Remarks by the President in Meeting with Democratic Governors
4:15 P.M. EST
THE PRESIDENT: Well, I want to welcome the Democratic governors to this meeting and thank them for all the outstanding work that they are doing. I am a little concerned that David Ige, of Hawaii, does not know what to do with this weather. (Laughter.) I don't even know if he owns a winter coat.
GOVERNOR IGE: I bought one in Colorado. (Laughter.)
THE PRESIDENT: But this gives me a chance to have an ongoing conversation with governors. I’ve said in the past and it continues to be true, governors can't afford to just peddle an ideology, they’ve got to actually make things work on behalf of their constituencies. And this is where a lot of the rubber hits the road.
And the men and women around this table are doing some great work on the issues that are of uppermost priority to this administration -- that is making sure that we’ve got a strong brand of middle-class economics; that we are giving opportunity to people who are working hard out there to succeed; and make sure that their wages and their retirement and their health care and the education for their kids -- that those things are available and providing them pathways to be able to improve their lives.
We have made enormous progress over the last six years. As I’ve said before, last year we saw the strongest job growth since the 1990s. We’ve had 59 straight months of uninterrupted private sector job growth and manufacturing is stronger than it has been since the ‘90s. So we're seeing steady improvement in the economy. But we’ve got a lot more work to do. And every one of the governors here would acknowledge that there are still people who are not being reached by the progress that's been made and that we’ve got to really tackle some of these issues.
We’ve got to make sure that we are providing the kind of job training that people need to fill the jobs of the future. We’ve got to make sure that education is affordable, and that we're using not only our four-year colleges and universities but also our community colleges -- which is why I’m going to be talking to them about how we can promote this notion of the first two years of college -- community college -- free for kids who are willing to earn it.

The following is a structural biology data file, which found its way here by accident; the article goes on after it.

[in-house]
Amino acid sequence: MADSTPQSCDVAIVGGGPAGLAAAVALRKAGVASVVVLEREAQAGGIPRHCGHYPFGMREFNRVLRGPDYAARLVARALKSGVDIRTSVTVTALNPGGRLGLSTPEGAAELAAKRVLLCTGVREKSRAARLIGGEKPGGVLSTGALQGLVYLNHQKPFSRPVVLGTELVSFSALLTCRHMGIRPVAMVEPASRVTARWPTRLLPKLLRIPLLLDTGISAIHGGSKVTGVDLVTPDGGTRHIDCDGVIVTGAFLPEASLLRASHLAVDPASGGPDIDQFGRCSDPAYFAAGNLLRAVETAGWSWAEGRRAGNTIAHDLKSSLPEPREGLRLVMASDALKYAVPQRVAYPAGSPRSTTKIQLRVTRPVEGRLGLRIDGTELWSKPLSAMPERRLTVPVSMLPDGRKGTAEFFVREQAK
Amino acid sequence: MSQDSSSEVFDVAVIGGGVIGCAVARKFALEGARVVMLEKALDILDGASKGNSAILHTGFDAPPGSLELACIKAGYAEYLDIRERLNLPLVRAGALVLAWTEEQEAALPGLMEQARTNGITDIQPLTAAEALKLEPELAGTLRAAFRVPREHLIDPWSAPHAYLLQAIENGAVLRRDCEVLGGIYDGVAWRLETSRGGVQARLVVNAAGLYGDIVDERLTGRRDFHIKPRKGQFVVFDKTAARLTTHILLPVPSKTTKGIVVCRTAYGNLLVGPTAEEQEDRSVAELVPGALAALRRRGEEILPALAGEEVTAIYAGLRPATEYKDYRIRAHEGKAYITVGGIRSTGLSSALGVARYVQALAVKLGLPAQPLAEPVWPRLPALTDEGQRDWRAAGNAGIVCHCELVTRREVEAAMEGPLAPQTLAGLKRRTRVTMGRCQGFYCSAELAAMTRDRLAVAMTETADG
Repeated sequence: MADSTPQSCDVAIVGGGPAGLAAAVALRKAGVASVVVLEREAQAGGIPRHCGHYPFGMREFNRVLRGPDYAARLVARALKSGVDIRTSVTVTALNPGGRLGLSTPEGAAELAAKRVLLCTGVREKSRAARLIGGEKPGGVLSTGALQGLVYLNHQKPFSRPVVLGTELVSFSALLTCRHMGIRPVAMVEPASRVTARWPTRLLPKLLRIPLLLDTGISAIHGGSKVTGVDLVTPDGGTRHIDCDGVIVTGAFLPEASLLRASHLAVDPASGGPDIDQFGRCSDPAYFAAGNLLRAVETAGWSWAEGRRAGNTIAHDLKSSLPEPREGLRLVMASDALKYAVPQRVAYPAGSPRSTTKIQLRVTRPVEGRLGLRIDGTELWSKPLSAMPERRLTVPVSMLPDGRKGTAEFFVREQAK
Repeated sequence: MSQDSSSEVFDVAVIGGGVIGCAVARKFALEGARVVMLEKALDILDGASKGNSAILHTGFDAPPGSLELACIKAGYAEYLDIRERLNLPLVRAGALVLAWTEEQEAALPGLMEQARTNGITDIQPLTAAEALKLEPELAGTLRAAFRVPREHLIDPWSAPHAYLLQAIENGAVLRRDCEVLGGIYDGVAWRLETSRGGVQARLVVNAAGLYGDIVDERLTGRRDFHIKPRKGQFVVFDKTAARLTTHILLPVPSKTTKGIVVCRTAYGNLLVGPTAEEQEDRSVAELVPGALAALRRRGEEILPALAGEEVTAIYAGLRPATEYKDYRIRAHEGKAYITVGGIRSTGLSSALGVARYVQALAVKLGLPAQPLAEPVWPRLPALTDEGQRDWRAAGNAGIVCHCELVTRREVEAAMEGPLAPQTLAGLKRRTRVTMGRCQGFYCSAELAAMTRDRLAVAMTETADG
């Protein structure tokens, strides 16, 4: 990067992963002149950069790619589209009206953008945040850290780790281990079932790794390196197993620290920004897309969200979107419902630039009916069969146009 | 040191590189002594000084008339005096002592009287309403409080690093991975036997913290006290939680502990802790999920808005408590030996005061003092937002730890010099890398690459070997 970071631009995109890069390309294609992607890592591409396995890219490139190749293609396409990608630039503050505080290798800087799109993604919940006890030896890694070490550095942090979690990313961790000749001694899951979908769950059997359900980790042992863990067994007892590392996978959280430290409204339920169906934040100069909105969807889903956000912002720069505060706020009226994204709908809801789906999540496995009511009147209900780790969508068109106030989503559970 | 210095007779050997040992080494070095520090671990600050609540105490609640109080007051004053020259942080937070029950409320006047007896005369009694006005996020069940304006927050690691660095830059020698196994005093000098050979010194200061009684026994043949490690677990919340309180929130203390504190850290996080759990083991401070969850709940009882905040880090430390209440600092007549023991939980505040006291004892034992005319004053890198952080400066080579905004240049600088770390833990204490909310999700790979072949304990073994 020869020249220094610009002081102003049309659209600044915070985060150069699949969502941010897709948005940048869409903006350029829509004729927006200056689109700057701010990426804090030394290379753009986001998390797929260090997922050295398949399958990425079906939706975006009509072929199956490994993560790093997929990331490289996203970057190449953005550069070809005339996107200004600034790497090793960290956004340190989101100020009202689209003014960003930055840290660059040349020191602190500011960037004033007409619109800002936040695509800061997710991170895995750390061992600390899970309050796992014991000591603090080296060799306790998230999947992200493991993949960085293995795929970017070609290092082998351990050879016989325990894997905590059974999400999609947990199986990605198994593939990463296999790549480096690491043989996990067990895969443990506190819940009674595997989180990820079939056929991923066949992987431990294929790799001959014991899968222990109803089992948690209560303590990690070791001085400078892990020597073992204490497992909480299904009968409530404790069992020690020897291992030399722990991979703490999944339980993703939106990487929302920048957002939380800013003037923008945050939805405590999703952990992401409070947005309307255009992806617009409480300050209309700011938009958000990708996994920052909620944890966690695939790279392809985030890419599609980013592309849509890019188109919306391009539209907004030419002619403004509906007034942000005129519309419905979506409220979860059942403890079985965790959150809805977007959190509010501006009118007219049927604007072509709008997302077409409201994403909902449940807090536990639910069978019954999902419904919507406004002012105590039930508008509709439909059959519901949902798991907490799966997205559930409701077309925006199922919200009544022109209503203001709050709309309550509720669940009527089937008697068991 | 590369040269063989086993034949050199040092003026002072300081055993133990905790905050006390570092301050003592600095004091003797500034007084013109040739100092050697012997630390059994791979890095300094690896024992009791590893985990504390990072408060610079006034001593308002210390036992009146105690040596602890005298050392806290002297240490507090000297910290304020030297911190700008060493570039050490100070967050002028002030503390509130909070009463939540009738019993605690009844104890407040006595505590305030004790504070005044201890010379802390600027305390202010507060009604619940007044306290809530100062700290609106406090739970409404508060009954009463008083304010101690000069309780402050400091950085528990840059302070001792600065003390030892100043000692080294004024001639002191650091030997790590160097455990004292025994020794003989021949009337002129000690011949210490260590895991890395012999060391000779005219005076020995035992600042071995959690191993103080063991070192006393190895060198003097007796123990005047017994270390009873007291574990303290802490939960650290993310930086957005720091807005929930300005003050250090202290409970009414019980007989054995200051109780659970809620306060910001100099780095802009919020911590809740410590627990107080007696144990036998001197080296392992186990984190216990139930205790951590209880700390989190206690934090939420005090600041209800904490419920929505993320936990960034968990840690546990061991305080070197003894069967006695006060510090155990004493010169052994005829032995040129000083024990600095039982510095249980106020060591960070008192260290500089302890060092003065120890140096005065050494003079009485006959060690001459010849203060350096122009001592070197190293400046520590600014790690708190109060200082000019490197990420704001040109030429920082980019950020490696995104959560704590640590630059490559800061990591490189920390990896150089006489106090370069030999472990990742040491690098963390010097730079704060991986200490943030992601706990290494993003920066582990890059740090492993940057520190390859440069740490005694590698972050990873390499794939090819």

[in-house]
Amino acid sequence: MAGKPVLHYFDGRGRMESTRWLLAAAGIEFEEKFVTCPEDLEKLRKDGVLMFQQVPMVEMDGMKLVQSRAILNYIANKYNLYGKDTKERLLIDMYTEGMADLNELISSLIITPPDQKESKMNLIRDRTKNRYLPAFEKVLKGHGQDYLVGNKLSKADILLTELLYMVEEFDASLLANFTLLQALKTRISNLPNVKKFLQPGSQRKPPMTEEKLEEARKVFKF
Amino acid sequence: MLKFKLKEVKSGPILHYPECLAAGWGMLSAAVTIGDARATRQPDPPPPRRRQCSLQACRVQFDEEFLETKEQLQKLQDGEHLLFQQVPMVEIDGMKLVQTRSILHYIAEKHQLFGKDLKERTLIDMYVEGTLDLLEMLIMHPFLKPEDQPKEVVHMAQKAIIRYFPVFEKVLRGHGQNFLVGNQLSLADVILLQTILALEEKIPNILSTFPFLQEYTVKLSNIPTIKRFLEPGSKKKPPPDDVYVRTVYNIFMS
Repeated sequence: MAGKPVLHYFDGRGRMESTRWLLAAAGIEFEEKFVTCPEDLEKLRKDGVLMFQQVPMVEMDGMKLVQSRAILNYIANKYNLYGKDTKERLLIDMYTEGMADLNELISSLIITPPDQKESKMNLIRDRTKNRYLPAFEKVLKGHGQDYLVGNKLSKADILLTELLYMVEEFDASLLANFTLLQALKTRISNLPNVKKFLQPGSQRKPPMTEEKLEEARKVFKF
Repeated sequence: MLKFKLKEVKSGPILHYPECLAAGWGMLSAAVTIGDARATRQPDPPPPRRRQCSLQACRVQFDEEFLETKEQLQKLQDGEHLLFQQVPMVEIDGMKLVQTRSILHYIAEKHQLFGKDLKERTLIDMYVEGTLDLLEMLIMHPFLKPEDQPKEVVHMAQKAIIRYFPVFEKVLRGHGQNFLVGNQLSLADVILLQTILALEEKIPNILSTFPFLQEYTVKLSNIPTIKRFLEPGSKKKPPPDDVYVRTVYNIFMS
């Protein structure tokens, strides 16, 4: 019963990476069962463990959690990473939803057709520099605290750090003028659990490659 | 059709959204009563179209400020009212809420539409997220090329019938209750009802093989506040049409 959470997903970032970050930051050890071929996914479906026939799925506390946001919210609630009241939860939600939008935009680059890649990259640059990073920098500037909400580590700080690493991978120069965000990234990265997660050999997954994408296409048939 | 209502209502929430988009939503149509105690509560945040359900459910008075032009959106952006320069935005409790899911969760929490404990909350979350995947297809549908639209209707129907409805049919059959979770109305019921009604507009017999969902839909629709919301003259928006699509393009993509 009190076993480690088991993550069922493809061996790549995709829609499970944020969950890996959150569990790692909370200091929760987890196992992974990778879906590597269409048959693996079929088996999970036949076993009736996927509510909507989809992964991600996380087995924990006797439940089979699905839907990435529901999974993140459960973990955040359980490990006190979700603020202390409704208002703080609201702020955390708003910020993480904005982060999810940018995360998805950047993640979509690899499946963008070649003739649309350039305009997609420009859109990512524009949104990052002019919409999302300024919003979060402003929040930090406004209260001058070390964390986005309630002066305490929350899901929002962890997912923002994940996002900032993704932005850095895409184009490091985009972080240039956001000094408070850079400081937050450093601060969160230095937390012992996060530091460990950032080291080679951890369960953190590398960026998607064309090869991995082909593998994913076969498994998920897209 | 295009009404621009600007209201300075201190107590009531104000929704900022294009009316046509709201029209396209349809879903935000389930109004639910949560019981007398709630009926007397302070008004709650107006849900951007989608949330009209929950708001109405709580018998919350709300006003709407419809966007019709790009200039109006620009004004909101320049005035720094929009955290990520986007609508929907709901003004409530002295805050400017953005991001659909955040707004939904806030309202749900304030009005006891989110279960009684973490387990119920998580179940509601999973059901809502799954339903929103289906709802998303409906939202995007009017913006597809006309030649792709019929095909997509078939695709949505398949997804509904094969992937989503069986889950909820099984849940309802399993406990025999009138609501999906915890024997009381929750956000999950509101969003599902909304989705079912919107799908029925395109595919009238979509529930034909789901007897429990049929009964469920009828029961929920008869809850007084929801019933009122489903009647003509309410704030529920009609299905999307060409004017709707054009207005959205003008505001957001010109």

We need to make sure that workers are getting paid a fair wage. And I want to congratulate a number of the people around this room that either have already been able to pass a strong minimum wage in their state or are in the process of doing so, and are advocating for it in the future.
I know there are others around this table who are advancing an agenda for paid sick leave. We’ve got 43 million people in this country, if they get sick, they’ve got to make a decision about whether they go to work sick, which is probably not very good for their coworkers and employers, or losing their paycheck -- something that they probably can't do. And so whether it’s the work that's being done by Governor Malloy, when it comes to being the first in the state to mandate paid leave, Governor Inslee, fighting to do the same, Governor Shumlin signing a law to raise Vermont’s minimum wage, others like newly elected Governor Raimondo working to increase the minimum wage in Rhode Island, we're seeing a lot of great work being done around this table.
And we're also going to be talking about some issues of national importance where we’ve had real leadership at the state level -- clean energy, for example. Obviously, Governor Hickenlooper in Colorado has been doing a lot of work on those issues. We care about climate change, and we don't think it contradicts our need to also continually grow the economy and be energy independent.
So I want to thank everybody here. I’m looking forward to a great conversation. And all these folks are also then going to be putting on their dancing shoes I think on Sunday -- (laughter) -- when we’ll have a chance to get all the governors together for a little fellowship.
Thank you very much, everybody.
END 4:20 P.M. EST